This is part of the reason why English is a poor language for exact specifications (such as in philosophy, and why medicine has so many unusual terms invented to provide extra detail), but it's also a source of strength for storytelling. The inherent variability of the English language allows for nuance and detail that simply isn't possible in many other written languages. When this topic came up during a conversation with one famous sci-fi author who was translated into multiple languages, he mentioned how the Spanish language translator for his books once expressed frustration. His books made references to many different accents, and often used spelling constructions and grammar quirks to get that across. You can't do that in Spanish; it simply doesn't work. People in the United States may be familiar with the idea of there being four distinct types of Spanish typically spoken within its borders (Castilian, Mexican, Cuban, and Texan Spanish, though others exist as well), but you can't mix and match, especially in Spain itself. The only way that this Spanish translator had to indicate anything like “country bumpkin” was to use 19th century Spanish, which would be like writing The Dukes of Hazzard using vocabulary more appropriate to Victorian England.
This is not to say that there aren't immense dialectal differences within one language. I have an author friend who's an immigrant from Portugal. She freely shares stories of how she grew up in their equivalent of the sticks to anyone who asks, including how she figured out she was one of the rich kids in the village because she had not one but two pairs of shoes that fit. That's how poor that village was. And when she went to school, she also discovered she had to learn a foreign language. She'd never known she didn't speak Portuguese until her teacher told her she couldn't ask anything, even to go to the bathroom, until she learned how to say it in “real” Portuguese. You might be thinking of stereotypes of Black English (note: not to be confused with Black Country English in the UK) not being “real” English, but from her description the difference between her native dialect and “official Portuguese” was more like the difference between academic English and Gullah or Louisiana Creole. In many ways, having a central official version of your language actually accelerates linguistic drift rather than freezes it.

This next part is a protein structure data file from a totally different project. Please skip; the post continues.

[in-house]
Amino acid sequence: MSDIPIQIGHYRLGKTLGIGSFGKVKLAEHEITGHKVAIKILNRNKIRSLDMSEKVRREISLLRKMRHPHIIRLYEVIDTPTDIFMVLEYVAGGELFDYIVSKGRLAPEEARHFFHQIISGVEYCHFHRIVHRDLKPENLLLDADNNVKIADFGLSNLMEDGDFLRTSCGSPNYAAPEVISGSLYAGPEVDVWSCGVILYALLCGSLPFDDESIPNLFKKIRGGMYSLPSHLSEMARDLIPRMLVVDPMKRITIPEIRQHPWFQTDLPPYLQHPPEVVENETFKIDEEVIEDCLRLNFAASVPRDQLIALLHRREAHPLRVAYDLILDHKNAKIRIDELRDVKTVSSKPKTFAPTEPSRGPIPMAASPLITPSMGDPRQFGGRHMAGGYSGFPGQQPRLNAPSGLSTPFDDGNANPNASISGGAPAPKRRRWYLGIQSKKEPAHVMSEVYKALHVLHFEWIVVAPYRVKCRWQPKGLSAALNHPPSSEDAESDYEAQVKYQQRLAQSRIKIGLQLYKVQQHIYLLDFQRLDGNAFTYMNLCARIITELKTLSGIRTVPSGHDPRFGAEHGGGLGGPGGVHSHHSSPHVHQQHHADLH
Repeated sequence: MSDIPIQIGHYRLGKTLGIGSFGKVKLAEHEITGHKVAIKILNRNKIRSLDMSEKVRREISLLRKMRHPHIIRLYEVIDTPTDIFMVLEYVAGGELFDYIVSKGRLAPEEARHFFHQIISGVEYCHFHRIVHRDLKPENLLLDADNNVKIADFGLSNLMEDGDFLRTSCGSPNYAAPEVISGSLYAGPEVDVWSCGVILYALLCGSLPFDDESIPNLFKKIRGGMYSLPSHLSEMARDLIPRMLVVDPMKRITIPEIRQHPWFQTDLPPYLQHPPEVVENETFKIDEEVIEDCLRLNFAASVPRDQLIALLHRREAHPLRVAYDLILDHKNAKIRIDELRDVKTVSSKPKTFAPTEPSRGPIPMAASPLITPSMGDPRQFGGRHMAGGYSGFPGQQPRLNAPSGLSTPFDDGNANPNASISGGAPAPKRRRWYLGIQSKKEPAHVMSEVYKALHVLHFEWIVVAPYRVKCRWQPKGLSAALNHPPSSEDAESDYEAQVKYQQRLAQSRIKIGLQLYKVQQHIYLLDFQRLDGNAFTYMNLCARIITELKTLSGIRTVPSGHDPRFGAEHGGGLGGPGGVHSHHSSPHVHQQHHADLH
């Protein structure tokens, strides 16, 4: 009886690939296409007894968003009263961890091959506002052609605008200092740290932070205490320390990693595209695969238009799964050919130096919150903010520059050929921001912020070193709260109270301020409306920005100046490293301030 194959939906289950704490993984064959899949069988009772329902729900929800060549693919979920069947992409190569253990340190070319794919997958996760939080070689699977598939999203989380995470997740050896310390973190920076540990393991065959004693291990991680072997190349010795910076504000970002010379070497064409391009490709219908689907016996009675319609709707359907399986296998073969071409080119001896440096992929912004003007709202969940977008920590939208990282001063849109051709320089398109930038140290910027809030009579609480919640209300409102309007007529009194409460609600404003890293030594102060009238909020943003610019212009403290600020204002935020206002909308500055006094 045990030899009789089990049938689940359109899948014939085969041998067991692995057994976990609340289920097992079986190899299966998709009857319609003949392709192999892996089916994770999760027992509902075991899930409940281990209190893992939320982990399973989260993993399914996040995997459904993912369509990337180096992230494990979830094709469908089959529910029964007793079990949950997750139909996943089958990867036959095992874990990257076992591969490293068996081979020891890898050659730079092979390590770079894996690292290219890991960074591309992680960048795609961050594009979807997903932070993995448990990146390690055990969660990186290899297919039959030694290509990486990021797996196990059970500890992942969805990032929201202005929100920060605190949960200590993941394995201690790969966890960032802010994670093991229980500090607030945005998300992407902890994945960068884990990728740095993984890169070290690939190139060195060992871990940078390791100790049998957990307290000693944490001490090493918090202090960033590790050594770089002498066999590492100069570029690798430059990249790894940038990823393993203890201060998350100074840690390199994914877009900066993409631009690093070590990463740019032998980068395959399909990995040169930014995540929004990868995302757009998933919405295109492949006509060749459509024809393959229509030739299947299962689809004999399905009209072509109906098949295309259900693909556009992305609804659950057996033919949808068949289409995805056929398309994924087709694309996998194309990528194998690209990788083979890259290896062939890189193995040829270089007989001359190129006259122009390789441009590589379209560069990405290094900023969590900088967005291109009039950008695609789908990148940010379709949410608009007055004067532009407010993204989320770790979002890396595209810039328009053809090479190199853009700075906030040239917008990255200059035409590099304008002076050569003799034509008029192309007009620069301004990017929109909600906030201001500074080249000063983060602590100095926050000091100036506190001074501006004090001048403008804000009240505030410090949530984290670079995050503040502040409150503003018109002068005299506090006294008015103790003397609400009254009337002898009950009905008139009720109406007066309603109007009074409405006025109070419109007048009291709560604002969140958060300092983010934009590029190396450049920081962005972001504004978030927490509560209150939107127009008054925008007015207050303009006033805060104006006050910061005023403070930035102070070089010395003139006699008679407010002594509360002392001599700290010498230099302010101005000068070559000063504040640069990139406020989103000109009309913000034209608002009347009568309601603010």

There are other problems with the difference between “street” language (spoken every day by normal people) and “blackboard” language (dissected in the classroom by academics). You know the stereotype of how the French think Americans speaking French is painful? If you've ever seen or heard (or experienced) it despite the speaker being technically fluent in French, you might assume it's just because the French are snobbish. You might also wonder why they treat the American speaker as snobbish. Actually, the French we learn in classrooms here, with no real way to practice it in the real world like the British often do, sounds stilted and stuffy to the native speaker's ear. We teach official French in our classrooms, and the difference between that and what the ordinary Frenchman speaks is like someone speaking Received Pronunciation (oh-so-proper British English) at a sports bar in the Bronx. At minimum, they'll look at you funny.
NovelNinja Wrote: Real life has an advantage over fiction: fiction has to make sense.
Boy howdy, you got that right. And ooh... it picks me off. Going both ways on the matter.
NovelNinja Wrote: Even editors need editors.
Another boy howdy on that. I am an awesome-sauce editor, but I can't write a story worth snit.
Well I can nowadays, but it takes me about a million words to find a few thou worth a snit.
But editing someone else's story?
That is easy-peasy, because I don't have to care about the arc or the plot or the character.
All I have to care about are the words. 😃
Thank you for so many great advices. They will come in handy in my writing as a beginner writer. I’m so happy that you decided to lurk the forums more proactively (I read your introduction a while ago)! Feel free to check out my fiction if you find the spare time. It’s in its beginning stage, so you might want to hang on until I have at least 10 chapters out.
On a side note, I’m guessing your mother is the teacher and your mother-in-law is the programmer. As a young teacher myself, during my academic studies, starting a sentence with a conjunction was a definite ‘no-go’ move. It gives me a sense of relief when you write saying that starting with a conjunction and ending with a preposition is tolerable for creative writing.
I will try my best to break the laws of writing without breaking the message I want to convey to readers.
NovelNinja Wrote: I can't tell you how many times it's happened to me. Someone who just found out I'm an editor, or just got initial feedback on their manuscript, becomes utterly mortified at the thought that I'm judging them on their grammar. I'm not in the
Was that intentional?
NovelNinja Wrote: Some people swear by editing a manuscript by reading it backward.
I was curious about this so I looked it up to find out more. The suggested method I found was to read the words in each line backwards, while still reading from the top to the bottom of each page. Though I suppose other variations may work for some people too. I could even write a script to display the words in reverse order if I want to try that out. (I write in Markdown format with syntax highlighting, and have a complex Python script to automatically convert to html pages for my website every time I save.)